Neurodegenerative and cerebrovascular diseases are the most common causes of disabling cognitive impairment in late life. Alzheimer's disease (AD), defined by wide-spread amyloid/neuritic plaques (NPs) and neurofibrillary tangles (NFTs), is the prototypical neurodegenerative disorder. Atherosclerosis leading to cerebral infarction and stroke is the prototypical cerebrovascular disease. Historically, these were considered two common but parallel and independent pathways leading to cognitive decline.

Recently, the concept that risk factors for atherosclerosis are also risk factors for AD has gained traction. This hypothesis has been driven largely by some [1, 2], but not all [3], epidemiologic studies wherein recognized risk factors for atherosclerosis (for example, diabetes mellitus, hypertension, hyperlipidemia, and aggregate risk) are associated with increased risk of incident clinically diagnosed AD. This, in turn, has given rise to the proposition that 'vascular risk factors are also risk factors for AD'.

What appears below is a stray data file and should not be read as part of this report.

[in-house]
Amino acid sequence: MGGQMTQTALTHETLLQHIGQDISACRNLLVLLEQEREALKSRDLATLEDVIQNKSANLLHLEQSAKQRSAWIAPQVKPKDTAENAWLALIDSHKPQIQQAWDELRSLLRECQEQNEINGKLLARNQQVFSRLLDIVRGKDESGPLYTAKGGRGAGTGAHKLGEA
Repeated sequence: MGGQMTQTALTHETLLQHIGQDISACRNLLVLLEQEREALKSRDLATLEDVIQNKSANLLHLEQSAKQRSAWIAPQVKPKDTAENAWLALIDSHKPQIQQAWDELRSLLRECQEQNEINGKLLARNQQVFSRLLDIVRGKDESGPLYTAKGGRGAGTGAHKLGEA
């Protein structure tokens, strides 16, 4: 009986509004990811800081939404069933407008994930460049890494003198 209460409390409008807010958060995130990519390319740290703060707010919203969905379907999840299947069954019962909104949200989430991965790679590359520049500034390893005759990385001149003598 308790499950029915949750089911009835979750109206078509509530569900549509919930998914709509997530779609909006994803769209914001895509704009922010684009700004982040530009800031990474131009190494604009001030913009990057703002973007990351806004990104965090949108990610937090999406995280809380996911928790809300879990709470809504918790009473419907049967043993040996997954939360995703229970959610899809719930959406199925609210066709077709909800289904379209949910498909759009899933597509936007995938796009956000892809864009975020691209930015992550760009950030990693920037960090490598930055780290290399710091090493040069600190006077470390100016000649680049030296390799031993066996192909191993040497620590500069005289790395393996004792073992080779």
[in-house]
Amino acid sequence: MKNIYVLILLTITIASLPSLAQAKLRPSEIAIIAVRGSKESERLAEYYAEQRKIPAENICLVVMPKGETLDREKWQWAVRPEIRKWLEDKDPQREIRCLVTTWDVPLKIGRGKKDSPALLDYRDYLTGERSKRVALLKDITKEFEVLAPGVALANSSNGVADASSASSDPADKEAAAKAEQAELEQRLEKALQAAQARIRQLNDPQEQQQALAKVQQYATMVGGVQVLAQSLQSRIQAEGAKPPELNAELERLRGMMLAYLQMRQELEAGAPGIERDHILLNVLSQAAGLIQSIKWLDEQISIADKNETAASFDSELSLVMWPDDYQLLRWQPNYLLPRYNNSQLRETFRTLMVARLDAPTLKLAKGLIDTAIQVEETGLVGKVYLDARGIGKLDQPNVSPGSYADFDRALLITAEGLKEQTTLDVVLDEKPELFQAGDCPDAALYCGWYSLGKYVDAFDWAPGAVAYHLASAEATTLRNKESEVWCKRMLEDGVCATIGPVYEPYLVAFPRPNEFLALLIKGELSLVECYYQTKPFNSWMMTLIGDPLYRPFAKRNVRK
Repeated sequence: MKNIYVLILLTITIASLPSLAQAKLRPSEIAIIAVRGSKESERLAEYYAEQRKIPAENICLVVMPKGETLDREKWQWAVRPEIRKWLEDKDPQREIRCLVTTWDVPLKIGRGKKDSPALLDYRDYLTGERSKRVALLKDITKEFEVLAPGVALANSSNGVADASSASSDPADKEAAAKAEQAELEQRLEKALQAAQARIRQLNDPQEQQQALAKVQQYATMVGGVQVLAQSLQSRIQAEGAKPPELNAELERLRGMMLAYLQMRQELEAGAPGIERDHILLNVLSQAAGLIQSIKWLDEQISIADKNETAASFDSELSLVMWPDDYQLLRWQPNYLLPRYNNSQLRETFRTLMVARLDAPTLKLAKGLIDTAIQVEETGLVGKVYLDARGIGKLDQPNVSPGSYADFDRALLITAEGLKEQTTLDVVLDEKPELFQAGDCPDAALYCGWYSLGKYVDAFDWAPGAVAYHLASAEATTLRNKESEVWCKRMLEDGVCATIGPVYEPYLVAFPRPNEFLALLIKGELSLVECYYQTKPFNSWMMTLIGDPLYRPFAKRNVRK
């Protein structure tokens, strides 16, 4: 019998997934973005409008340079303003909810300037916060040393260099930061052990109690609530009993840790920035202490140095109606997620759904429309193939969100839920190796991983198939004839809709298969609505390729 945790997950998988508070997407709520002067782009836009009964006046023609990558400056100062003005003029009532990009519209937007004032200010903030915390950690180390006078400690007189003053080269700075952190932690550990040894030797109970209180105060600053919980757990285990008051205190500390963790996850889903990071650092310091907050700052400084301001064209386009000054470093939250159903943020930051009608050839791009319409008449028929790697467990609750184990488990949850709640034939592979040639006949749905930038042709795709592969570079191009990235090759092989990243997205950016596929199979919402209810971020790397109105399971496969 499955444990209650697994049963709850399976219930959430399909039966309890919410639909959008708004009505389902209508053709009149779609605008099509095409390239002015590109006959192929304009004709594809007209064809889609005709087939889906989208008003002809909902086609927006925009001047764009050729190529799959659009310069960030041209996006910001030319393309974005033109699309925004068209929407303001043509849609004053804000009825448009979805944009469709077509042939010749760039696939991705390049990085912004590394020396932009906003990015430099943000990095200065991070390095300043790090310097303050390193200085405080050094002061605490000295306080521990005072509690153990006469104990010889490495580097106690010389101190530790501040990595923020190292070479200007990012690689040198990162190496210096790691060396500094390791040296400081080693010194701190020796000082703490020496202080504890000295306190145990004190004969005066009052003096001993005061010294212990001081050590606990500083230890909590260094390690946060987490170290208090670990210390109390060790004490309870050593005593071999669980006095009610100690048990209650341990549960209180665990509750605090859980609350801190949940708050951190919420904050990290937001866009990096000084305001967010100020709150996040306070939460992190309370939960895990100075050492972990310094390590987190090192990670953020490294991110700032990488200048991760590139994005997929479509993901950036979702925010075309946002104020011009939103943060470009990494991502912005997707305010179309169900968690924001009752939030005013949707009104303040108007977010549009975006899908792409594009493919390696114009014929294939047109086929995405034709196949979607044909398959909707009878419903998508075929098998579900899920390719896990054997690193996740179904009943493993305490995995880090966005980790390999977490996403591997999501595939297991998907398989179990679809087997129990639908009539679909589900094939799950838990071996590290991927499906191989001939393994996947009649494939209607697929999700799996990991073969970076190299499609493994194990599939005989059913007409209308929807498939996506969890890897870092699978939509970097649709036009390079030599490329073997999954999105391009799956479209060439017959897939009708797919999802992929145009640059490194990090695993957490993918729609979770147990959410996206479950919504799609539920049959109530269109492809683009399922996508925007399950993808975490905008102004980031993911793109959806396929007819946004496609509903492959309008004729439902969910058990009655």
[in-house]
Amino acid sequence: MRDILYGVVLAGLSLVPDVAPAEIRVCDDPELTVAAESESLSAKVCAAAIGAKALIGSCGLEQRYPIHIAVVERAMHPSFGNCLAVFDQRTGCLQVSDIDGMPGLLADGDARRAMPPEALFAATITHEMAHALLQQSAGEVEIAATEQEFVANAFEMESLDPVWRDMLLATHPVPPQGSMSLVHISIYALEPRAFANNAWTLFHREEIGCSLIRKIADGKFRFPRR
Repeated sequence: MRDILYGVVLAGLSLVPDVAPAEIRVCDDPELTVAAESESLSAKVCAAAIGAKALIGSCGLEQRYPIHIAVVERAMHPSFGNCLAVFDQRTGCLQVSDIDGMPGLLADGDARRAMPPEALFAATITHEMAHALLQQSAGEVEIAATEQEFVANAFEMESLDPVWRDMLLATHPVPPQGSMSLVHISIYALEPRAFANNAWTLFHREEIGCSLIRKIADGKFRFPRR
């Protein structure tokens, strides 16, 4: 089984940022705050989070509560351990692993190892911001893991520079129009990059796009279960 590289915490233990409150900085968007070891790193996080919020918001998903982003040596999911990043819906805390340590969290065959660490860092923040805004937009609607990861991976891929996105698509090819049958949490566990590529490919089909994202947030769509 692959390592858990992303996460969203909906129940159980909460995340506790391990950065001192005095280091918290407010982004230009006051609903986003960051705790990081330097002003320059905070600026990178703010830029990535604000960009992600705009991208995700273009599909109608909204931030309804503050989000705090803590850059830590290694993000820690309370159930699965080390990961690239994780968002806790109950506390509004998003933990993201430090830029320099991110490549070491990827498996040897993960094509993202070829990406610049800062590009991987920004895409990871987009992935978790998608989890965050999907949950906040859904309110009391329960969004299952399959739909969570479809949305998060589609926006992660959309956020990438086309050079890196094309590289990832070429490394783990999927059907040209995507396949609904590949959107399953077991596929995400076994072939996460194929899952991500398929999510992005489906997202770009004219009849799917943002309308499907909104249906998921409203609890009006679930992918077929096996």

In this paper, we step back to frame the proposition as a question: are vascular risk factors also risk factors for plaques and tangles or just for concomitant vascular pathology that increases the likelihood of dementia (Figure 1)? In our minds, this question remains open, although data from a growing number of prospective community-based autopsy studies indicate the latter. Our objective is to critically review the literature, highlighting current methodological limitations in diagnosis, sampling, and measurement. We emphasize the need for pathological information, representative sampling, and prospective study design to optimally address the question. We focus on atherosclerosis and three of its major risk factors - diabetes mellitus, hypertension, and hyperlipidemia - as the independent measures. Because of space limitations, we do not cover other common risk factors for atherosclerosis, including smoking, hyper-homocysteinemia, or inflammatory factors. In this review, we also leave aside cerebral amyloid angiopathy, a type of cerebrovascular disease closely associated with the cerebral hallmarks of AD as well as the mutual risk factor apolipoprotein E (APOE) ε4.
Figure 1